‘Killing Them Softly’
Rated R for violence, sex references, pervasive profanity, drug use.
From the very start, gangster movies equated criminal inspiration with economic injustice.
D.W. Griffith's "The Musketeers of Pig Alley" (1912), credited with being the first gangster film, is set in motion by a stolen wallet.
The classic early sound thrillers of Cagney and Edward G. Robinson were products of the Depression, the tick-tick stutter of the ticker tape being the direct precursor to the rat-a-tat chatter of the Tommy gun.
Forty years later, "The Godfather" made a direct link between the Corleones and capitalism, and a "crime pays" message is repeated every week on HBO's "Boardwalk Empire."
Adapted from a 1974 novel called "Cogan's Trade," by the great George V. Higgins, "Killing Them Softly" throws this theme in your face like a fist. It pummels you with the notion as relentlessly as two thugs in the movie beat up Ray Liotta, a difference being that you probably won't vomit blood.
The story is set in 2008, and writer-director Andrew Dominik would have us believe that every underworld hangout in New Orleans at that time was equipped with a TV or radio that was tuned to reports of the Obama presidential campaign, the Goldman Sachs collapse or the Bush corporate bailout. The news talk is as ubiquitous as oxygen, but with the opposite effect: It sucks the life out of you.
This stylized soundtrack is as obvious as a textbook passage underlined in yellow Magic Marker in other ways, too. The spacey guitar of the Velvet Underground's "Heroin" begins to play when a junkie shoots up. The crooned 1933 recording of "It's Only a Paper Moon" emerges, improbably, from a murder victim's car radio, so we can hear Cliff Edwards sing: "It's a Barnum and Bailey world/ Just as phony as it can be." And can we please have a moratorium in movies on the use of Rick Rubin-era Johnny Cash, especially "When the Man Comes Around"? (Here, the song introduces Brad Pitt, just six months after it performed similar duty in the trailer for "Abraham Lincoln: Vampire Hunter.")
And yet ... and yet ... I'm eager to see "Killing Them Softly" again. It contains multiple vivid performances; its highly textured evocation of an almost entirely male milieu of hardscrabble criminal hopelessness is convincing, distressing and pleasing to the eye, in its gritty detail; it's the rare movie that doesn't attempt to redeem or "save" its characters; and its obviousness may prove, on repeated exposure, to be more audacious than unwise.
Dominik's previous movie, the 160-minute "The Assassination of Jesse James by the Coward Robert Ford" (2007), was as patient and taciturn and epic and mysterious as the 95-minute "Killing Them Softly" is brisk and talky and compact and blatant; "Jesse James" was one of the most insinuatingly powerful movies of the past decade, so I'm willing to believe that the assertiveness of the new film may be the result of similarly painstaking and risky decision-making.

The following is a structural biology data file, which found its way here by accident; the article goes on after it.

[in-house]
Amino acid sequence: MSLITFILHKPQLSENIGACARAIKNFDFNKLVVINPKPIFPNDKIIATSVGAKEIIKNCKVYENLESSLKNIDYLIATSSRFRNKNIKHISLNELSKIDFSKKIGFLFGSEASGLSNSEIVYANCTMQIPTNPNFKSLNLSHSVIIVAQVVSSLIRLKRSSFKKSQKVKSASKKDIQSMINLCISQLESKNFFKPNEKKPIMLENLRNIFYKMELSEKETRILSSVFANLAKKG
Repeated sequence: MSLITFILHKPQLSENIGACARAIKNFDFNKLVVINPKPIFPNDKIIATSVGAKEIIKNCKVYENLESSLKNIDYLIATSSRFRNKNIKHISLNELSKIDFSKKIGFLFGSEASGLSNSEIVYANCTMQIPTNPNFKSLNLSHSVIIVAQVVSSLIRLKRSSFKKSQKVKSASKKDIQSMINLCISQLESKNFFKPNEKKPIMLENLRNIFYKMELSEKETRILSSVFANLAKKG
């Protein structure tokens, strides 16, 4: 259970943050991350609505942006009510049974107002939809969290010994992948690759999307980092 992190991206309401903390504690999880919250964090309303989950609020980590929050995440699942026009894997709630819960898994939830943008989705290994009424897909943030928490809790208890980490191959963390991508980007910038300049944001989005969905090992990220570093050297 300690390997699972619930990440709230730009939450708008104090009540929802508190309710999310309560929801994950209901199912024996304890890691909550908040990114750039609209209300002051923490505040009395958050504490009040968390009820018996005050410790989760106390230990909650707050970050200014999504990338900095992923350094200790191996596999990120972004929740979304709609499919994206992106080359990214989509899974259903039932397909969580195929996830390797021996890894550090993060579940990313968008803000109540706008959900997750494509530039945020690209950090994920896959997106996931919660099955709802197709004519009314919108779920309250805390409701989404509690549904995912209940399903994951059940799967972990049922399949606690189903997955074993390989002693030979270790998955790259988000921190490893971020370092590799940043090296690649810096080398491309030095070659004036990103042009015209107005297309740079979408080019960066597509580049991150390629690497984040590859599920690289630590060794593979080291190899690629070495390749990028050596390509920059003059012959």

More twisty than complex, "Killing Me Softly" unfolds as a sort of lethal game of tag, as lowlife hoods Frankie (Scoot McNairy) — who has the air of a fall guy — and smart-aleck Russell (Ben Mendelsohn) — an Australian junkie and dognapper (he's disgusting but fun, like Keith Richards) — knock off a high-stakes card game operated by a mobster (Liotta). A well-spoken crime boss (Richard Jenkins) enlists confident hit man Jackie Cogan (Pitt) to bring the perpetrators to "justice"; Cogan enlists the help of an out-of-town killer (James Gandolfini); and so on.
Like any business in the recession, the mob, if not the expansive Gandolfini, is tightening its belt, and the need to cut costs is a constant refrain. The out-of-town hit man has to fly "coach," while the fee for an assassination is now $10,000, not the previously accepted $15,000 — "recession prices," according to the crime boss.
The plotting is clever, but the film's pleasure resides primarily in its dialogue and performance. Appearing in, essentially, only two scenes (I wouldn't be surprised to learn other sequences were shot but removed from the final cut), Gandolfini should be a dark horse candidate for a Best Supporting Actor Oscar nomination for his work here, although that bit of recognition likely will elude him. His boozy, angry, sometimes pathetic conversations with the increasingly frustrated Cogan suggest the more subtle version of "Killing Them Softly" that might have been.
In the movie's opening scene, a character emerges from a tunnel onto a trash-strewn urban-blight landscape beneath an Obama billboard that reads: "Change." The concluding scene takes place in a bar, with Obama's 2008 victory speech echoing from a television. The president-elect speaks of "democracy, liberty, opportunity and unyielding hope," but Cogan will have none of it, and he launches into a rant that indicts not just Obama but the slaveholder "saint," Thomas Jefferson. "America's not a country," he says. "It's just a business." The line might have more impact if Dominik hadn't been telling us just that for the film's entire running time, but the grim conviction of the message, as presented here, is so uncompromising it's startling and even darkly refreshing.